Concordia College hosts keynote speakers for Martin Luther King Jr. Day

Concordia College honored Martin Luther King Jr. Day by inviting speakers to talk to the student body about social justice and to celebrate King’s legacy.

Speaking over Zoom, the guests included Payton Head, an activist and community leader and Derecka Purnell, a human rights lawyer and author.

Head kicked off the day’s events with a speech detailing his personal experience encountering racism at the University of Missouri, as well as his efforts to enact change. Head was the student body president at the University of Missouri when Michael Brown was killed in 2014. This sparked protests in Ferguson, Missouri. 

Head shared not only his struggles, but also his inspirations and the ways he believed others could enact change. A big focus of Head’s speech was telling the audience that they have the ability and the privilege to create change with their support, and they should use it.

Sophomore Paige Naughton said he sent a clear message: “acknowledge your privilege and do good with it.”

Naughton said Head was her favorite speaker of the day and that he did a great job of not trying to shift blame onto anyone, rather, he showed people that they can all make a difference with their actions.

Purnell was the second keynote speaker of the day and talked to students about the different ways King’s activism is viewed in society, the importance of having strong leaders to look up to and the need for radical change.

Grace Halvorson, a first-year student, said she took a lot away from Purnell’s speech. 

A standout moment from Purnell’s session came during the question and answer period. In response to a question about how to have conversations with people who are either wary of change or find it dangerous, Purnell said, if the person is open to conversation, the best way is to acknowledge their fears and try and figure out where they are coming from. Then people can begin to discuss the greater issues at hand.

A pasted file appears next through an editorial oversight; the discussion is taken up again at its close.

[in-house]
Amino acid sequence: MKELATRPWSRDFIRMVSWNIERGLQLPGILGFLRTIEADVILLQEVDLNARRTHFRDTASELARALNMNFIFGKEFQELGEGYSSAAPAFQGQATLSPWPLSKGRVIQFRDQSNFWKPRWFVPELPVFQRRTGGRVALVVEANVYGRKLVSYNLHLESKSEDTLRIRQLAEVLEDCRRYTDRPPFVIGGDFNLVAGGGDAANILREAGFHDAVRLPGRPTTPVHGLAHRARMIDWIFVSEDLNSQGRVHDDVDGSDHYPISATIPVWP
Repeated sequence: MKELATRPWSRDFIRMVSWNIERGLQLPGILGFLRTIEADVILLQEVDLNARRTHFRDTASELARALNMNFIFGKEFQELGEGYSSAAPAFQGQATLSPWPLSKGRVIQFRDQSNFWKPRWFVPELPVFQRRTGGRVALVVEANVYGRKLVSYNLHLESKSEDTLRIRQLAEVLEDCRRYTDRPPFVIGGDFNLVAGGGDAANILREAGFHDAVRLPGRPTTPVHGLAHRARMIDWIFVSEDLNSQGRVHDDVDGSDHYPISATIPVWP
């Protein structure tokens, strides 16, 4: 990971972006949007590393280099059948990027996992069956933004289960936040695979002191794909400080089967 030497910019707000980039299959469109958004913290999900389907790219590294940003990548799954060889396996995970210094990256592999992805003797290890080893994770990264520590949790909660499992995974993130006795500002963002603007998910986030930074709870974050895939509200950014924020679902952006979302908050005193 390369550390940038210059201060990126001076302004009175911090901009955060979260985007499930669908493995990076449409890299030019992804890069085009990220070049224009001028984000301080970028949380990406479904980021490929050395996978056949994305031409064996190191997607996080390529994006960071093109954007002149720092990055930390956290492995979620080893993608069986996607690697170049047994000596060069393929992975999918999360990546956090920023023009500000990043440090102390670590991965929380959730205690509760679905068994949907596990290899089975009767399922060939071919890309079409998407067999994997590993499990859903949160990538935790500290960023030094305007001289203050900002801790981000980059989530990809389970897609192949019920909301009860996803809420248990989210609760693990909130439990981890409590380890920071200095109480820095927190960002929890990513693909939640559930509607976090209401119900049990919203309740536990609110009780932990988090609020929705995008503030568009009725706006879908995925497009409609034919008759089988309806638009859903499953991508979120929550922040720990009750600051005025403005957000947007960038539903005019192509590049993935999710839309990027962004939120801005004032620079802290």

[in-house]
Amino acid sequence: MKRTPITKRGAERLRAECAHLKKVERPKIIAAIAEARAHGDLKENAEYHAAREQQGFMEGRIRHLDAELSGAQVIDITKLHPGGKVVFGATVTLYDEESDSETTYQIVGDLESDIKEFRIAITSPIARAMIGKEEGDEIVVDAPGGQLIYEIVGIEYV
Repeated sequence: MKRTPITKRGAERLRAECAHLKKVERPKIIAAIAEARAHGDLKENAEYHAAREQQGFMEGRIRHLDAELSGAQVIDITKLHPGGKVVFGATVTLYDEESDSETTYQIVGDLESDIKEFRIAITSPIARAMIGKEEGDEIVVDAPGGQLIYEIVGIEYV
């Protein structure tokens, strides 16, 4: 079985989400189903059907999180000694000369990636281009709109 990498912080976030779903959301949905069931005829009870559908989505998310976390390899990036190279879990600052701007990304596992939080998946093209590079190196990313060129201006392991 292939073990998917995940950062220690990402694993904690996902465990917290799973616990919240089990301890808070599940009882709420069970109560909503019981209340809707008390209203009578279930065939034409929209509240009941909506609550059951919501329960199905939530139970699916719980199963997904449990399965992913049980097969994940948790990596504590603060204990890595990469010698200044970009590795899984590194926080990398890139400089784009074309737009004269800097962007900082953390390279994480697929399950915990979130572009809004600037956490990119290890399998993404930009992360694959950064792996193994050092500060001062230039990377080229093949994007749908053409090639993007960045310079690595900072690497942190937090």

Purnell said we must intentionally get to the root of institutional, systemic injustices to create radical change. Seeing Purnell highlight these issues and encourage change, both small and radical, helps as people “work to become responsibly engaged in the world,” said Halvorson.

James Postema, Chair of the English Department, echoed this sentiment and encouraged students to engage with the speakers on Martin Luther King Jr. Day.

Postema said “MLK Day isn’t a day off, it’s a day on.” While attending the speakers was optional unless specified by a professor, Postema was one of many professors who believed students would benefit from participating in the events.

Martin Luther King Jr. Day display in the atrium. | Lauren Melton

Naughton acknowledged that most students do not go to the sessions unless required to, preferring to have a day off from classes. However, she said it was good for the school to have these events and recommend students to go to them as there is much that can be learned from the experience, both as a person and school as a whole.

“As an overwhelmingly white community, it is crucial that Concordia takes time to have these conversations about how to prioritize systemic change,” said Halvorson. “Honoring MLK is not a one-day service event, it is the commitment to working towards a society grounded in equality and justice,” continued Halvorson.

Concordia has been working to increase diversity and cultural recognition on campus, with the Martin Luther King Jr. Day events being one of such steps in the right direction. Giving students access to different perspectives shows progress towards change, even as more work needs to be done.

“Going to at least one speaker is good for students,” said Naughton. It allows them to address difficult topics of conversation and grow from them, learning how they can do better in the future.

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